“We learn more by looking for the answer to a question and not finding it than we do from learning the answer itself.”
Shelf Rating: Top Shelf
There’s an old saying, “Classics never die.” There are some stories that resonate with you more than others. You may recognize these stories as the memory that materializes when you experience a certain feeling or stand in a certain place. When they do visit, you may experience that same longing, heartache, and joy that you felt when you immersed yourself among the people and roads the story took you through.
I had the privilege this week of sitting down with a classic children’s fantasy. The Book of Three by Lloyd Alexander is a wholesome adventure story about a boy and his 3 friends who embark on an epic journey to find a pig with an important message and warn people about the danger that lurks from an evil king. This is the first book in the 5-book series called The Chronicles of Prydain. Published in 1964, this book was inspired by Welsh mythology. Lloyd Alexander fought in WWII and he had experienced the sight and sounds of Welsh language, castles, and beautiful scenery. He used those experiences and translated them into the backdrop of this book’s setting. The main character is a coming of age boy named Taran. Living at Caer Dallben, Taran is under the charge of ancient enchanter Dallben and farmer Coll. Taran lives and works there as Assistant Pig-Keeper to Hen Wen, the oracular pig. Taran longs for adventure and heroism beyond the stall but when Dallben catches him learning how to sword fight he charges him to never leave Caer Dallben. It is in that moment that Taran learns the impending danger of the Horned King. When Hen Wen escapes and runs into the forest, Taran runs into a fierce and heroic prince. This begins the adventure that will have him toe to toe with the evil that will decide the fate of the land of Prydain. Taran is the main character throughout the book, but we do meet other interesting characters along the way. Prince Gwydion is the first character we meet. Then, Taran meets a spunky princess named Eilonwy whom he becomes acquainted with while trapped in a dungeon. After they escape, we meet Fflewddur Fflam, a bard with a harp. He follows them on Taran and Eilonwy’s adventure. As this story was written originally for children, it was very clean of any violence or scary figures. The Horned King description was as scary as it got (and could easily be skipped as it is not at all significant to the story.) There is a tad bit of romantic feels between Taran and Eilonwy but it is very much under the radar. So much so, in fact, you would be hard pressed to find anything until the very end. With that said, there is no physical contact between the characters.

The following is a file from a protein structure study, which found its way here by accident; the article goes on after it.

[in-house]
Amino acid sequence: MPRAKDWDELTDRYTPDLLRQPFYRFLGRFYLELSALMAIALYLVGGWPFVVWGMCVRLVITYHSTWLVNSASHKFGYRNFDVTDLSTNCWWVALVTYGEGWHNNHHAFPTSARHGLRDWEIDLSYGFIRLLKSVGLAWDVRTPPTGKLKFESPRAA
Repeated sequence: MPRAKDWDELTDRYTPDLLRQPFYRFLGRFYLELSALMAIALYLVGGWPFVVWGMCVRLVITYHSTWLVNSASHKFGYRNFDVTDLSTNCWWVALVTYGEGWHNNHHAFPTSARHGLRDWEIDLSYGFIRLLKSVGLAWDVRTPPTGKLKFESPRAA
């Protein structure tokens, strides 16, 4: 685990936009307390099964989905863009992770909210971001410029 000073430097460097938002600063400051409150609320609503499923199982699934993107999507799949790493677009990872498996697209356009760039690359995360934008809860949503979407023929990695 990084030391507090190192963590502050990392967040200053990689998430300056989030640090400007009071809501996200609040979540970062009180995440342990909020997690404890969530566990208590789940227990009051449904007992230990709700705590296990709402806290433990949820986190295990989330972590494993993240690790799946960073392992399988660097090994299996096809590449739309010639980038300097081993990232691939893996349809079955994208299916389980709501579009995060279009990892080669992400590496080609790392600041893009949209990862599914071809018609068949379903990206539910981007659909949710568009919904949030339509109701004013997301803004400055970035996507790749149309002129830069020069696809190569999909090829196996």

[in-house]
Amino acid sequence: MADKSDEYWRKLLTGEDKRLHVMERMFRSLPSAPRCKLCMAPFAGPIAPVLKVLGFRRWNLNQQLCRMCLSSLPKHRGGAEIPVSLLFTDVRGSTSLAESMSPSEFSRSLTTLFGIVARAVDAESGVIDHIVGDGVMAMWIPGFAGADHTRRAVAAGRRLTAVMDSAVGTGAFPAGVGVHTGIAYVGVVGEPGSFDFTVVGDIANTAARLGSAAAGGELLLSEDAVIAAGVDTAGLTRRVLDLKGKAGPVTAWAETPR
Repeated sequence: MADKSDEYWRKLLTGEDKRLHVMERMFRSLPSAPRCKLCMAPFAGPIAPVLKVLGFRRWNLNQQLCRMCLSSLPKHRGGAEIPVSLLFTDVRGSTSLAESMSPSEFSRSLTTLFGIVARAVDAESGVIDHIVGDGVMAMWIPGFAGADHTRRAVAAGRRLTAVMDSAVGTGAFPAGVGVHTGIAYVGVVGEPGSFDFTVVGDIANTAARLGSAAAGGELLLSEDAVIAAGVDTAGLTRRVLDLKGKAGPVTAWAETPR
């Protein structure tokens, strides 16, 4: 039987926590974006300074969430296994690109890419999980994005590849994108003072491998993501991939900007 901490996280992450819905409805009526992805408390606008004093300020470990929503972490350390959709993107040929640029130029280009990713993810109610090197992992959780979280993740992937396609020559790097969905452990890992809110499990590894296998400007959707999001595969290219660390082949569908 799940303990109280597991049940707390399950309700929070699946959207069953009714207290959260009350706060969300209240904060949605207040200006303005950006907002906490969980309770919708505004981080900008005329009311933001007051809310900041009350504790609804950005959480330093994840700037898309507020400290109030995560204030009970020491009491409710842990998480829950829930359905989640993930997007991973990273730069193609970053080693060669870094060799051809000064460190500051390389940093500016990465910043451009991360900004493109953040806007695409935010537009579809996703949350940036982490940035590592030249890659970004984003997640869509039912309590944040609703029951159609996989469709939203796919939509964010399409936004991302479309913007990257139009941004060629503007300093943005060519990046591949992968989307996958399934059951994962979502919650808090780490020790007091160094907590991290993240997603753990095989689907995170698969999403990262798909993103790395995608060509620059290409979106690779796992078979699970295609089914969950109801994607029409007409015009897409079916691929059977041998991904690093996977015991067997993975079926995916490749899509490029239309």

“Once you have courage to look upon evil, seeing it for what it is and naming it by its true name, it is powerless against you, and you can destroy it.”